Monday, April 27, 2009

A Plea Bargain or a 100 Year Sentence

This is in response to Miku's post about TV/Film and how Novels are adapted. It brought up the age old battle between Literature and Film. 

There are a lot of sour apples when it comes to book adaptations. The problem is that as a writer, you have to condense a 200-800+ page book down to about 145 pages (1 page = about 1 minute). So then it comes down to: what is the most integral part of the novel; which story lines/characters can be eliminated without affecting the story at large. It doesn't help that a lot of the films made are produced by studios that are just looking for the buck. Which means that the adaptation of Lolita turns it into more about the sex than the story we read. People as a whole don't want to pay $6-8 to see a beautifully terrifying film about a child kidnapper/rapist. However, if you make it about the sex, then that desire can be sold (in both positive and negative ways. People who go to films for a little T&A will enjoy it; and people that go to 'see' evil will enjoy turning Hum into a villain). 

It also depends on the director. As much as the director is an overblown status, if you're not a face with a name in some're going to be given bad scripts, poor acting, and high-concept editing. [Just like with all things, if a director writes their own work, it can be a rich or poor production.] 

Stanley Kubrick [Lolita, A Clockwork Orange, Full Metal Jacket, Eyes Wide Shut]
Paul Thomas Anderson [There Will Be Blood]
Joe Wright [Pride & Prejudice, Atonement, The Soloist]
Ang Lee [Brokeback Mountain, Taking Woodstock]
Tim Burton [Batman, Sleepy Hollow, Big Fish, Charlie & the Chocolate Factory]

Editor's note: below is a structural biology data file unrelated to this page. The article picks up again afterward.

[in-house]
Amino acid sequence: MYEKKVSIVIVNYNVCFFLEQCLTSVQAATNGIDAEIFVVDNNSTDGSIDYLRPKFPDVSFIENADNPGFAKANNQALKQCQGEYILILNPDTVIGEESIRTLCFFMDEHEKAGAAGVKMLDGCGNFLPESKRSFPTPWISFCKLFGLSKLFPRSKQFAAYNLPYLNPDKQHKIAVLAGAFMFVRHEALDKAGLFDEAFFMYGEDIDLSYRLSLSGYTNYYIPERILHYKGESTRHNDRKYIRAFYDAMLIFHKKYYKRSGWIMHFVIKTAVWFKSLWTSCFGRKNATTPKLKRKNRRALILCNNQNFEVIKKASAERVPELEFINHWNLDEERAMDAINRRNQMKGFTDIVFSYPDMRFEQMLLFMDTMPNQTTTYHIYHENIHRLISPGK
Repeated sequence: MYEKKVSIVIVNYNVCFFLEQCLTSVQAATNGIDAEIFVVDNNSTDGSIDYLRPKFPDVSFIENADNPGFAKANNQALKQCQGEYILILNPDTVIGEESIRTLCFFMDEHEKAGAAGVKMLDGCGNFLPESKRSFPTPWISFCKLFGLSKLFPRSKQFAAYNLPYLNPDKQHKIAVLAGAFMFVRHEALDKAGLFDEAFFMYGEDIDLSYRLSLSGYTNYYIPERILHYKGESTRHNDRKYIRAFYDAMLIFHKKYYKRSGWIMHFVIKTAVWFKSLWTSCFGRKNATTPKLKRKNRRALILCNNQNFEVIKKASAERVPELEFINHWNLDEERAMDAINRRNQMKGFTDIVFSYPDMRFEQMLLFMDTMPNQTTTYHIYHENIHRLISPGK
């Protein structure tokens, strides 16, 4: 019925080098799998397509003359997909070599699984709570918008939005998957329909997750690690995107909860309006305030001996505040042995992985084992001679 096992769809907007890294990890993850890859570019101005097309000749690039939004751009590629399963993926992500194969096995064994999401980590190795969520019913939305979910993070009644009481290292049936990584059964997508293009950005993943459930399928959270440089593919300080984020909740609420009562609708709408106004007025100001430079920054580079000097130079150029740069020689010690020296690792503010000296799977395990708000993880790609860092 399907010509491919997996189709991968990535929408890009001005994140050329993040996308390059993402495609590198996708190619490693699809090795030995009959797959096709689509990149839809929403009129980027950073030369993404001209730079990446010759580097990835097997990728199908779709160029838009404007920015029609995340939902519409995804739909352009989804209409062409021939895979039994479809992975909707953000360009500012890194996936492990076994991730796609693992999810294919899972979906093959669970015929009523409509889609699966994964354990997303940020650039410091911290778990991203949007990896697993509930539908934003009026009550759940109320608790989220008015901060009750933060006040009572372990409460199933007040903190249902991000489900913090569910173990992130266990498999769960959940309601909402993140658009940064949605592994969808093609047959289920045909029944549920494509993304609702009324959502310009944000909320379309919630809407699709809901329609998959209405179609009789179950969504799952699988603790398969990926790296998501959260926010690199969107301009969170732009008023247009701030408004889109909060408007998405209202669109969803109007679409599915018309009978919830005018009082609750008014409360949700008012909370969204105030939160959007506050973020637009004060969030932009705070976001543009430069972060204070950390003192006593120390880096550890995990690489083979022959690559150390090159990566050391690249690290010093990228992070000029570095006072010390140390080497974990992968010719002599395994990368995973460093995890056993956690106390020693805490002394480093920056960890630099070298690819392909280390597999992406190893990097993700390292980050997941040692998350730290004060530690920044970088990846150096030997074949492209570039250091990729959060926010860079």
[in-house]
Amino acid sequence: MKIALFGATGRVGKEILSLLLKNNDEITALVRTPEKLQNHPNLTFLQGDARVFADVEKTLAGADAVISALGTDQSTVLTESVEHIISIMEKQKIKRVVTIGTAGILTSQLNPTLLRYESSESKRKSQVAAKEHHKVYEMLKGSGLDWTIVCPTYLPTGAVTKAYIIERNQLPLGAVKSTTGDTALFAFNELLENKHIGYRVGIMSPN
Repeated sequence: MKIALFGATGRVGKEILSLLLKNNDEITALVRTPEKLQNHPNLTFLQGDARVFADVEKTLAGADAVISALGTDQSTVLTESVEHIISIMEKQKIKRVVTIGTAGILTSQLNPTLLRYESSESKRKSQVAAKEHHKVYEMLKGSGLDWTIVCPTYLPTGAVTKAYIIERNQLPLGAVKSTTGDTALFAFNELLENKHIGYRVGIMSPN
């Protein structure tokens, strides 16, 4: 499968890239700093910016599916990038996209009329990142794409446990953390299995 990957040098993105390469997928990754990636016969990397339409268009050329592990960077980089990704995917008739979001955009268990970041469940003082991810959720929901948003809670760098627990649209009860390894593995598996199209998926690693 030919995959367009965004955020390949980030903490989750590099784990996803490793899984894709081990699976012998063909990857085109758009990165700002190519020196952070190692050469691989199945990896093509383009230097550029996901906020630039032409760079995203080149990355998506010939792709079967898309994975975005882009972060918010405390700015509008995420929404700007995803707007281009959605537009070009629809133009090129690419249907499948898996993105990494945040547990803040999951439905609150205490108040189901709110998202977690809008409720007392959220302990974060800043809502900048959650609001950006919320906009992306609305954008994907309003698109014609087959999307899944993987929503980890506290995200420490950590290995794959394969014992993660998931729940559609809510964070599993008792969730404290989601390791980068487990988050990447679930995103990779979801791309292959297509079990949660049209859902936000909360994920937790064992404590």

Martin Scorsese [Raging Bull, The Color of Money, The Last Temptation of Christ, Goodfellas]

-Now most of those names should be recognizable. And they have awards on their mantels. 

Tommy O'Haver [Ella Enchanted]
Hamilton Luske [Pinocchio, Alice in Wonderland]
Andy Tennant [Ever After]

-Now most of those films should be recognizable. But are the directors?

Now you have to ask yourself how the first set of films compares to the last set? What is the quality of the adaptation? Is it the same? Is one better or worse than the other?

Another problem with Text to Visual is people's interpretation of the characters. Truman Capote's Breakfast at Tiffany's is the story of a 19yr old blonde....Audrey Hepburn was neither 19 or a blonde in the film. Also, the narrator in the novel is they don't jump out of a taxi at the end of the novel. 

And yet that film as probably sold memorabilia on an even level with Star Wars, despite what could be considered a poor 'adaptation.' 


It's an everlasting debate and struggle as long as the two forms of expression exist. There are several major factors that should be considered with book adaptations. 

Just a little fact: Short Stories are better feature length films. Paragraphs, pictures are better short films. So trying to get 800pgs into at most 2hrs means a lot will get lost in translation. 

Tom Perrotta is a novelist and screenwriter and spoke at UT last Monday. He said that as a screenwriter, he is able to write what he feels is the important parts of his novels. As an author, he can't be a decent screenwriter because he cannot include everything -- he is limited in film, and is boundless in novel. 


Two films that I recommend. Both for their absolute beauty and also for their adaptation.

Read Before I Saw:
Everything Is Illuminated
-The novel is two parts intertwined together. The movie is just one of those parts. 

Read Because I Saw: 
The Diving Bell and The Butterfly
-The film shows what the book says -- thru the eyes of the author. It's all about seeing. 

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